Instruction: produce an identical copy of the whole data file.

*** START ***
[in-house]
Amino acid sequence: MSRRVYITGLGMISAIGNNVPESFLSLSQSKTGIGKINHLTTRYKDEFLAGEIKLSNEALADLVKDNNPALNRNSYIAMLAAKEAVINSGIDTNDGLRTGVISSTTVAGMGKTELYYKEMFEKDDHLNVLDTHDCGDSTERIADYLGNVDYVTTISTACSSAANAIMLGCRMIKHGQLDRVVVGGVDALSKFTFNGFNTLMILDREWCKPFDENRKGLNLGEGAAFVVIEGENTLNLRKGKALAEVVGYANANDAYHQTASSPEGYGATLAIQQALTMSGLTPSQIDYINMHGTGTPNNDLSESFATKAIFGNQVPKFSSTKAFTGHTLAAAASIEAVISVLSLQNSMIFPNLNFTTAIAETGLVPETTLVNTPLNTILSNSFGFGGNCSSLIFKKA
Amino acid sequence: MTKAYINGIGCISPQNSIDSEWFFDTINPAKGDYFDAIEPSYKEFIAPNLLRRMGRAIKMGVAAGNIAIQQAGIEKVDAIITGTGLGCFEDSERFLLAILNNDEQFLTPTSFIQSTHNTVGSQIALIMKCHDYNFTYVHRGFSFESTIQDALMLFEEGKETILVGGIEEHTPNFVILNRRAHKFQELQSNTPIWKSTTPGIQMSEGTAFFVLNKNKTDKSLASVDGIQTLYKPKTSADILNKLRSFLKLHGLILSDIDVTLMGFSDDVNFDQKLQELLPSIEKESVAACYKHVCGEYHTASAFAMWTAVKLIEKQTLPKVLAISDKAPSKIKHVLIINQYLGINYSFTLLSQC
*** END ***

[in-house]
Amino acid sequence: MSRRVYITGLGMISAIGNNVPESFLSLSQSKTGIGKINHLTTRYKDEFLAGEIKLSNEALADLVKDNNPALNRNSYIAMLAAKEAVINSGIDTNDGLRTGVISSTTVAGMGKTELYYKEMFEKDDHLNVLDTHDCGDSTERIADYLGNVDYVTTISTACSSAANAIMLGCRMIKHGQLDRVVVGGVDALSKFTFNGFNTLMILDREWCKPFDENRKGLNLGEGAAFVVIEGENTLNLRKGKALAEVVGYANANDAYHQTASSPEGYGATLAIQQALTMSGLTPSQIDYINMHGTGTPNNDLSESFATKAIFGNQVPKFSSTKAFTGHTLAAAASIEAVISVLSLQNSMIFPNLNFTTAIAETGLVPETTLVNTPLNTILSNSFGFGGNCSSLIFKKA
Amino acid sequence: MTKAYINGIGCISPQNSIDSEWFFDTINPAKGDYFDAIEPSYKEFIAPNLLRRMGRAIKMGVAAGNIAIQQAGIEKVDAIITGTGLGCFEDSERFLLAILNNDEQFLTPTSFIQSTHNTVGSQIALIMKCHDYNFTYVHRGFSFESTIQDALMLFEEGKETILVGGIEEHTPNFVILNRRAHKFQELQSNTPIWKSTTPGIQMSEGTAFFVLNKNKTDKSLASVDGIQTLYKPKTSADILNKLRSFLKLHGLILSDIDVTLMGFSDDVNFDQKLQELLPSIEKESVAACYKHVCGEYHTASAFAMWTAVKLIEKQTLPKVLAISDKAPSKIKHVLIINQYLGINYSFTLLSQC